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Dimension of interaction in a QFT theory

  1. May 27, 2015 #1
    The problem statement.

    When an exercises say " the interaction in a QFT has dimensions Δ" , what does it mean?, it means the field or the Lagrangian has this mass dimension?

    In this exercise I'm trying to find the classical beta function (β-function) for the assciated couling.
  2. jcsd
  3. May 27, 2015 #2


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    It sounds like they mean the power-counting dimension of the operator corresponding to the interaction in question, where the dimension of the field is determined from the kinetic term. So, in 4d for a scalar ##\phi##, the dimension of ##\phi^4## would be 4, while the dimension of ##\phi^2 (\partial \phi)^2## would be 6, etc.
  4. Jun 2, 2015 #3
    Oh I see , I think i got it , but still I dont see how to compute the beta function to get to the form
    I really appreciate the help :)

    The full exercise is :

    Show that if the interaction in a QFT is has dimension Δ then there is a classical β function for the associated coupling given by ,
    Discuss what happens to interactions where Δ > d or Δ < d.

    Any hits or insight will do , thank you very much :D
  5. Jun 2, 2015 #4


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    I'll outline this, because once the concepts are put together, there really isn't a lot of work left for you to do.I will consider the case of a single field, but you should generalize the argument for multiple fields + allow for derivatives in the coupling.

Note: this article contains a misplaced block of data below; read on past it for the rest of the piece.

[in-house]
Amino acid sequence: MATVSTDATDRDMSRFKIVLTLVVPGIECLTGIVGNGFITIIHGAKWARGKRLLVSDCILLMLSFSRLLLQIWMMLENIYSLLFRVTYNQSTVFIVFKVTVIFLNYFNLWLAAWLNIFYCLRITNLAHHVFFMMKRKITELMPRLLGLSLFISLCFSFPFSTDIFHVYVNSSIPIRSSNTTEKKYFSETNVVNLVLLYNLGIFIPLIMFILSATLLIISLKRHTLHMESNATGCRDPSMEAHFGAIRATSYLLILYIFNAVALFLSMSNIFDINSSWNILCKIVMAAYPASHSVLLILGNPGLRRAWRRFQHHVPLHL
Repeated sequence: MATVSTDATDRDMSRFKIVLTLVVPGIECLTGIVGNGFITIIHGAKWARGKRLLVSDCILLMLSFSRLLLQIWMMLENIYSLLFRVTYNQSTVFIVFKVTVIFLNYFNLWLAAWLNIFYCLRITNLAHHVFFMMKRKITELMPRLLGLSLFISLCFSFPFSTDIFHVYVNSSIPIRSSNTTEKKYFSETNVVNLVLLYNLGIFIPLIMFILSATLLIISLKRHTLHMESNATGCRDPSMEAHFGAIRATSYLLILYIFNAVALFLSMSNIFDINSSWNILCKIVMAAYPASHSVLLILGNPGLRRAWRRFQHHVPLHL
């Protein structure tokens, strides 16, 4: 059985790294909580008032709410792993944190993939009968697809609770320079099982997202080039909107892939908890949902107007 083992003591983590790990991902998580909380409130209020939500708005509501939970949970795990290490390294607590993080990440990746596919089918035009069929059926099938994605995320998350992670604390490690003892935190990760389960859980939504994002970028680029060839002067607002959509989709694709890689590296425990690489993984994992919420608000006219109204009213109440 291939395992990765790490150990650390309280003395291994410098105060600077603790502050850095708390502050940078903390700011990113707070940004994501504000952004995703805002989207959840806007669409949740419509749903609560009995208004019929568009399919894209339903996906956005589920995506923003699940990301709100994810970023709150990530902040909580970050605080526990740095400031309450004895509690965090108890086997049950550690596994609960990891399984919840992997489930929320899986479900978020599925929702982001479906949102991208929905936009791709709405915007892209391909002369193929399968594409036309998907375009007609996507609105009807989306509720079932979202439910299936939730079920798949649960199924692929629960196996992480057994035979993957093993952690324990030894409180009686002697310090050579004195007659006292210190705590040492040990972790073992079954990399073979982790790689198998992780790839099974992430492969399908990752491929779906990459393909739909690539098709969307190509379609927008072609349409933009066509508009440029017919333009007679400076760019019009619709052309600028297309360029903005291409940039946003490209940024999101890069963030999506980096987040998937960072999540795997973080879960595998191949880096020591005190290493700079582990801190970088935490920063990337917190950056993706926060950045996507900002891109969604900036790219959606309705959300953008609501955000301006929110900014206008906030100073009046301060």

Consider an interaction of the form

    $$S_\text{int} = \int d^dx g_0 \Phi^r$$

    and do the rescaling ##x\rightarrow \lambda x##. Under this transformation, the fields transform according to their scaling dimension, ##\delta##, namely ##\Phi\rightarrow \lambda^{-\delta}\Phi##. In fact, we will find that

    $$S_\text{int} \rightarrow \int d^dx g_0 \lambda^\kappa \Phi^r,$$

    for some exponent ##\kappa## that you should relate to ##d## and ##\Delta##. The theory is obviously only invariant under the scale transformation if the exponent ##\kappa## is zero for all of the terms in the action, but we can still define an effective coupling ##g(\lambda) = g_0 \lambda^\kappa##. The corresponding beta function, defined as

    $$\beta_g(\lambda) = \lambda \frac{dg(\lambda)}{d\lambda},$$

    can then be computed.
  6. Jun 2, 2015 #5
    Ahaa I solved it . It was a lot easier that I thought !

    thank for your time :)
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